Now, more than ever, we need to start to use the power of our dollars to support those businesses that are integral to our communities. Illustration by Gaby FeBland

On April 16, the Small Business Administration (SBA) announced that the $350 billion in forgivable, low-interest loans made available through the Paycheck Protection Program (PPP) had been exhausted in just two weeks. From the beginning, the federal program was marred by problems, from some banks’ refusal to participate to special guidelines favoring mid-sized and large corporate franchises. 

While the publicly-traded restaurant group behind Ruth’s Chris Steak House, for example, received $20 million just four days after the application opened, truly small businesses, like the coffeehouse I own in Back of the Yards, were left scrambling in the dark. (Ruth’s Chris Steak House, along with a few other companies, returned their loans after a public outcry.) And while a second round of applications has opened this week, small business owners expect the process to be as difficult to navigate as the first time.

When the PPP was first announced, we were ready. We made sure we met the eligibility criteria, gathered our financial documents and applied as soon as the bank could give us the form and the instructions. We normally bank with two institutions and were advised through informational webinars that we should apply through both banks and settle with whichever one could get the ball rolling. But neither bank was able to submit an application on our behalf as they had slow response times, were not clear about the paperwork that was needed, or their online portals were not prepared to handle the application.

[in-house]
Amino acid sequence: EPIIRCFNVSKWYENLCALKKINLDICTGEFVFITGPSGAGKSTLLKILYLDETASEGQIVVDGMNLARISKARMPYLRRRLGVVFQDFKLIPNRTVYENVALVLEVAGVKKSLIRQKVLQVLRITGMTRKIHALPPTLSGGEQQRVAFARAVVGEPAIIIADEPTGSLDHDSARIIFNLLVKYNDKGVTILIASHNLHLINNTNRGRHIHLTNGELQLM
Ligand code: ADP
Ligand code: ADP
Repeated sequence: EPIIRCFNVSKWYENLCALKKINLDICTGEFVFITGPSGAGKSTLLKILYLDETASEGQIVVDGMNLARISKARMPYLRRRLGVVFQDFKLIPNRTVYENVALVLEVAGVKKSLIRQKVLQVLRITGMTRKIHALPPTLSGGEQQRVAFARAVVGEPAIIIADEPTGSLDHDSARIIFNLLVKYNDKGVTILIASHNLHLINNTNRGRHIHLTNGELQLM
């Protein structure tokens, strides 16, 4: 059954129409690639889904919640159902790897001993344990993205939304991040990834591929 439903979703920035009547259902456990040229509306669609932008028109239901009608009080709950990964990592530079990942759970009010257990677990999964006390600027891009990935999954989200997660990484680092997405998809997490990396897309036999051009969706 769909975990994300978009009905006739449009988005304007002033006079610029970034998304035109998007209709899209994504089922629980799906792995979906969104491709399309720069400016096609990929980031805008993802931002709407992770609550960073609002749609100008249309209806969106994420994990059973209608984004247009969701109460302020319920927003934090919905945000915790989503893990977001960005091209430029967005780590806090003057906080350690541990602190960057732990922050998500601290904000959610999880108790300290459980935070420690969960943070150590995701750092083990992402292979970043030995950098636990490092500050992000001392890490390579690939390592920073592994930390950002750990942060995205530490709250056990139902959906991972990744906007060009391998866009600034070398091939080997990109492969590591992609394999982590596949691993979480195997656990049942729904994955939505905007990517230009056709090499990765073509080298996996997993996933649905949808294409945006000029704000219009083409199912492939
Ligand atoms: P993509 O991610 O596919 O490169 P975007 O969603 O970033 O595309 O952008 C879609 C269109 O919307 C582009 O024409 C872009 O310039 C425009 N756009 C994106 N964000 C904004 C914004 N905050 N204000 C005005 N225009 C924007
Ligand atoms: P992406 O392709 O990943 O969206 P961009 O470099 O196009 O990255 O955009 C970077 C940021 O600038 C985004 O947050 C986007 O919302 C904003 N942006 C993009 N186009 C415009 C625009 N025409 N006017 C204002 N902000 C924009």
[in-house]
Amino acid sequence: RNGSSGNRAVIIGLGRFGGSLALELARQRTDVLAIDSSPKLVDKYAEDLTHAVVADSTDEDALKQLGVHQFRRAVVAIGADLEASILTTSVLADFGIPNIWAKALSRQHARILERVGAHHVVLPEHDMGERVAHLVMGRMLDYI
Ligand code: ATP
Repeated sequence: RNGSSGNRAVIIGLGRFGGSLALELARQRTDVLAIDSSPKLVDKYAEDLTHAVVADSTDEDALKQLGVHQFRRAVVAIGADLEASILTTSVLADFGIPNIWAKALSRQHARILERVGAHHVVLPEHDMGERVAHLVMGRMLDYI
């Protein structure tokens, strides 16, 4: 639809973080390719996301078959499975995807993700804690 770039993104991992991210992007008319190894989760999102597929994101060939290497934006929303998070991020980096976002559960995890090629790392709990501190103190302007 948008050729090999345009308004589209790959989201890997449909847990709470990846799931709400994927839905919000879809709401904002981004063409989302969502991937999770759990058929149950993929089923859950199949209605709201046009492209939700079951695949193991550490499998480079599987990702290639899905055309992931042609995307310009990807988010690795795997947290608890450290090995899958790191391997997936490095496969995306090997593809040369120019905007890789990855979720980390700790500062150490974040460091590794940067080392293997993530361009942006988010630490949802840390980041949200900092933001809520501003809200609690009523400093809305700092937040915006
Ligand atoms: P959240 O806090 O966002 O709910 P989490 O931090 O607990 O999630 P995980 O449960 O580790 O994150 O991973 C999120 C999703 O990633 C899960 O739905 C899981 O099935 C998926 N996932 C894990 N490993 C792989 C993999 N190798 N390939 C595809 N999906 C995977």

My business partner and I are hearing the same story from all the neighborhood small business owners we know, non-profit enterprises included. For other colleagues, the PPP was never an option because they are immigrants who aren’t eligible for government relief. But Grecias Bakery in Gage Park, Vista Hermosa Restaurant in Little Village, The Law Offices of Hugo Ortiz in Back of the Yards, and Bright Futures Chiropractic in Pilsen: all of us went to our respective banks eager to fill out the required forms and still got the runaround. We are left with more questions than answers.  

Back of the Yards Coffeehouse, 2059 W. 47th St. (Provided)